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Shannon Kelly

  PDF Accessibility


Five Steps to Accessible PDF Documents

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How do banks and financial institutions make their PDF statements accessible to individuals with disabilities, including blind and visually impaired customers? Shannon Kelly, a Document Accessibility SME from Actuate, gives an overview.

In my previous post, I listed four key reasons why organizations should provide accessible electronic documents to their customers. Given the fact that financial institutions have more documents than any other organizations that they must deliver to millions of customers around the world, it would make sense, from business, legal, and customer service points of view to ensure that any documents presented online are accessible and usable to customers with disabilities.

We have all seen bank statements, credit card bills and other financial documents presented to us in PDF format. Unless a customer with a disability requests an alternative format - he or she will receive a standard PDF document. We also know that financial statements have complex structures that include images, graphics, multi-page nested tables, lists, etc., and are not suitable for assistive technology such as screen readers unless they are properly tagged.

So how do banks and financial institutions make their PDF statements accessible to individuals with disabilities, including blind and visually impaired customers? Ultimately, what must be done to ensure that the content of the document is usable, navigable, and accessible?

This process includes five key steps, ensuring that required characteristics that make online PDF statements accessible to screen reader technology are in place:

1. A logical structure and reading order.
This allows screen reader technology to access the information on the page in a logical fashion, equivalent to how a sighted reader views the page. Screen readers inherently read from left to right, top to bottom. This is specifically important given most financial statements contain multiple columns of content. Without identifying the correct reading order the screen reader user would not be able to comprehend the information being announced (see Figure 1 below).

Ensure that your PDF document has a logical structure and reading order

Figure 1: Ensure your PDF document has a logical structure and reading order.

2. Alternate text descriptions for non-text elements.
Graphics, figures, and images are page elements in a PDF that are traditionally presented only visually. For the visually impaired, these elements must include alternate text describing what is visually displayed, which screen readers can interpret.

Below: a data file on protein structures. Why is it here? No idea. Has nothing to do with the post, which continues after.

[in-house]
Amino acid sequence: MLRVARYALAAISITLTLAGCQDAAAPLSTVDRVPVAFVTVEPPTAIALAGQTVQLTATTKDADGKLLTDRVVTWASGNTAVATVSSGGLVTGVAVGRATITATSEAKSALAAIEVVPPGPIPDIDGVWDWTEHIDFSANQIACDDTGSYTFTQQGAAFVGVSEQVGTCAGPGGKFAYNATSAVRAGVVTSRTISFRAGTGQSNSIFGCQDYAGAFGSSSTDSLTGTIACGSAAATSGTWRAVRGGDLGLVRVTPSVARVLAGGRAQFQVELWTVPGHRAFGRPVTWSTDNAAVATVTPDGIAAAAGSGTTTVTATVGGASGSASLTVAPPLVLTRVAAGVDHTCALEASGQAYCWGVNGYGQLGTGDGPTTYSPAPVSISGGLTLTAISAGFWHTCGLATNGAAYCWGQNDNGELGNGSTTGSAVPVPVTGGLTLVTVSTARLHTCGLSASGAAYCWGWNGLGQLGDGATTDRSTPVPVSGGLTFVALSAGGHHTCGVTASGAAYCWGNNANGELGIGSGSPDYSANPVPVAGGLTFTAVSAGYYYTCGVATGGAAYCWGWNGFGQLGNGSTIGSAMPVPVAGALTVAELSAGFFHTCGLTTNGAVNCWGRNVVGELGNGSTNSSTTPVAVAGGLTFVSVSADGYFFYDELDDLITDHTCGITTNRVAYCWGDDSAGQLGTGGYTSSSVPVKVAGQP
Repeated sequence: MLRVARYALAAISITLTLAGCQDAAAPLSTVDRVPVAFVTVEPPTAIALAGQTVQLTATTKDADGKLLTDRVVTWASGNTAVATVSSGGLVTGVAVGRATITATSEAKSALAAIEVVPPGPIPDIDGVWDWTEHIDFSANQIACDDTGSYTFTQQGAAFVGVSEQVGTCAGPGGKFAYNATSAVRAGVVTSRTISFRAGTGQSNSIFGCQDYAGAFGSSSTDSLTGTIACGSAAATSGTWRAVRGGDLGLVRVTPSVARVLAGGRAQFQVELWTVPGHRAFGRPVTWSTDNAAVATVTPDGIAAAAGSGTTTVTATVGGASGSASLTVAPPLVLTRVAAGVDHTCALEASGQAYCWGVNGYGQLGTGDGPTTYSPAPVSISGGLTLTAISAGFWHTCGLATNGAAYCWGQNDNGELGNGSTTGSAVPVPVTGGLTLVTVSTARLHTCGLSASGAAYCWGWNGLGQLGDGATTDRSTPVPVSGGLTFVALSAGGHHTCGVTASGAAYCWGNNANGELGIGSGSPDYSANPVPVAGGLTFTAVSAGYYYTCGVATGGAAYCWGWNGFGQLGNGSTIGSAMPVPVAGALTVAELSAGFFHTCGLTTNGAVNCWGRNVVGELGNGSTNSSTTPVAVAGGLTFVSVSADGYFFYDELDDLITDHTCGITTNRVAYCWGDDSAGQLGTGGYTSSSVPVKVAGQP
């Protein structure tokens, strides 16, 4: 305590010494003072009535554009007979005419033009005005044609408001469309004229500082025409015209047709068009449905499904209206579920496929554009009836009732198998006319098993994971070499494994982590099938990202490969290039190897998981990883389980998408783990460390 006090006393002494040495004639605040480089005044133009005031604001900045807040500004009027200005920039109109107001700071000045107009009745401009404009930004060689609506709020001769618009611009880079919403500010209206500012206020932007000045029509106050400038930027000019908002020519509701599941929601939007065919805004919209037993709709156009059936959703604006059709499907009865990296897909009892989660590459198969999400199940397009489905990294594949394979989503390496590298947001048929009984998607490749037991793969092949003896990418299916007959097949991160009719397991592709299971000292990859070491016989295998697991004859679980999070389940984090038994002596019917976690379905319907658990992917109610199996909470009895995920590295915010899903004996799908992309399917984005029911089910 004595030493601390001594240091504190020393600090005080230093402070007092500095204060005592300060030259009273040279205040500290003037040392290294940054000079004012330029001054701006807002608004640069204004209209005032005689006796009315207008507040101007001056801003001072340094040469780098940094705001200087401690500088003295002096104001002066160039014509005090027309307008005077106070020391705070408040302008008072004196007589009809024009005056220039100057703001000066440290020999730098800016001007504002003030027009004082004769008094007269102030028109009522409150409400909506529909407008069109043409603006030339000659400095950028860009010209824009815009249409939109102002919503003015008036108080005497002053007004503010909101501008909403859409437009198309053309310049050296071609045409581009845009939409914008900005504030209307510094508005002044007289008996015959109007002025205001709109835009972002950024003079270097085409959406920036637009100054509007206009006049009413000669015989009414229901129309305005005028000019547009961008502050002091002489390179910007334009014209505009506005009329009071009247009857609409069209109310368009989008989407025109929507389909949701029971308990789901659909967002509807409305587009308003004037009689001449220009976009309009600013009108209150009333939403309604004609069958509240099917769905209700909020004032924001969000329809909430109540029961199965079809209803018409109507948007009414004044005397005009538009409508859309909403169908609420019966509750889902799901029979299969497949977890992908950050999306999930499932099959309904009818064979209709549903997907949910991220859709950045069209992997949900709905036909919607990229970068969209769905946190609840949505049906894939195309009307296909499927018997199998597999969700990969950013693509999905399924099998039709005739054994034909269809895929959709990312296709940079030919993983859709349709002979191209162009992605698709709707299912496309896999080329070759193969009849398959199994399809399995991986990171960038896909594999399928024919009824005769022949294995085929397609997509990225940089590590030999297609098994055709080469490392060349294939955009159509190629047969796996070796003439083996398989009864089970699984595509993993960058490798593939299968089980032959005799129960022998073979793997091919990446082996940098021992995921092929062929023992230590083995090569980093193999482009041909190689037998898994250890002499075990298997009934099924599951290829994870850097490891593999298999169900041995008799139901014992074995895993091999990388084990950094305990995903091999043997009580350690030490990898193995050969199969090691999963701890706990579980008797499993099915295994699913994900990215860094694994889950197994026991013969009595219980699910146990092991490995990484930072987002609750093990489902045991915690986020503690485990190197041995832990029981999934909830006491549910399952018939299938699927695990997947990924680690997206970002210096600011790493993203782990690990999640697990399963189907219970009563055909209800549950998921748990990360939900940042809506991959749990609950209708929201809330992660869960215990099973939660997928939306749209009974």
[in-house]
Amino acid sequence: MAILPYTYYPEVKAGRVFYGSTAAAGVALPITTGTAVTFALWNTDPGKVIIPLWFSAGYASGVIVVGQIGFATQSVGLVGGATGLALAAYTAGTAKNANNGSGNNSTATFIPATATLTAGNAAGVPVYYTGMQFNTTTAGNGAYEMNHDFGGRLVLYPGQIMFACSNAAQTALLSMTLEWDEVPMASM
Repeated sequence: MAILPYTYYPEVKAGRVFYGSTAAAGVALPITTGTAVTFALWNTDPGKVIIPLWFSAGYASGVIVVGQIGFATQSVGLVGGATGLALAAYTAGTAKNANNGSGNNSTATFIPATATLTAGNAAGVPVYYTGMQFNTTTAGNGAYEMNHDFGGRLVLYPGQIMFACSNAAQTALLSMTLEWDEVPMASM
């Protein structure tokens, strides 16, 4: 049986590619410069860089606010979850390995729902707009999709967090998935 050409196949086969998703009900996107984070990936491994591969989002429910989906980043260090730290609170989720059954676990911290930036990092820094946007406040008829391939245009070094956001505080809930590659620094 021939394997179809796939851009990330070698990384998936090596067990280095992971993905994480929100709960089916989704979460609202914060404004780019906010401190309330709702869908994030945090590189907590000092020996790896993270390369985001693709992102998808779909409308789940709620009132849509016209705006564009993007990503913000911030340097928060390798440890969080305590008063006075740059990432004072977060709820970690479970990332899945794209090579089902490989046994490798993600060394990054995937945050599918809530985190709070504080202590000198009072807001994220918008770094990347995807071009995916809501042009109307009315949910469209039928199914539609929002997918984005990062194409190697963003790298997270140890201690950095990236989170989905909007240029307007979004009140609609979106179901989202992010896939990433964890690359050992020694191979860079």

3. Navigational aids.
Identification of  headings, links lists, etc. allow screen reader users to utilize navigational commands within their assistive technologies  to go straight to a specific destination within the document or a website, rather than having to manually navigate word by word or letter by letter (see Figure 2 below).

Ensure your PDF document features navigational aids

Figure 2: Ensure the PDF document features navigational aids.

4. Security that doesn’t interfere with assistive technology.
The restrictions that are sometimes added to PDF documents – that prevent users from printing, copying, extracting, commenting or editing text – can be a hindrance to screen reader technology and its ability to identify tags and convert on-screen text to speech.

5. Fonts that allow characters to be extracted to text.
Fonts must contain enough information to be extracted as text. If that information isn’t all there, the PDF reader can’t substitute characters correctly, making the output incomplete. That may cause the screen reader to omit words or characters.

Traditionally, financial institutions require individuals to self-identify their disability by requesting an accessible format. Until now, to offer accessible statements, the solution included manually tagging these PDF documents. This manual remediation process is often costly, and always time-consuming, delaying the delivery of the statement to the customer which can hinder their ability to, for example, make timely market decisions. Today, we have a software solution that will automate the process of properly tagging the PDFs – ensuring online documents are readable and usable by users of all abilities. For more on what it takes to make a PDF document accessible, read this recent white paper, PDF Document Accessibility: Regulations, Risks and Solutions for Compliance, authored by The American Foundation for the Blind.


Related Resources

Blog: Four Key Drivers for Organizations to Provide Accessible Electronic Documents | Read Shannon Kelly's Post.

Publication: Towards an Inclusive and Accessible Future for All | Download PDF.

Event: Learning Technologies 2014 Conference | London, January 29-30, 2014 | Event Details.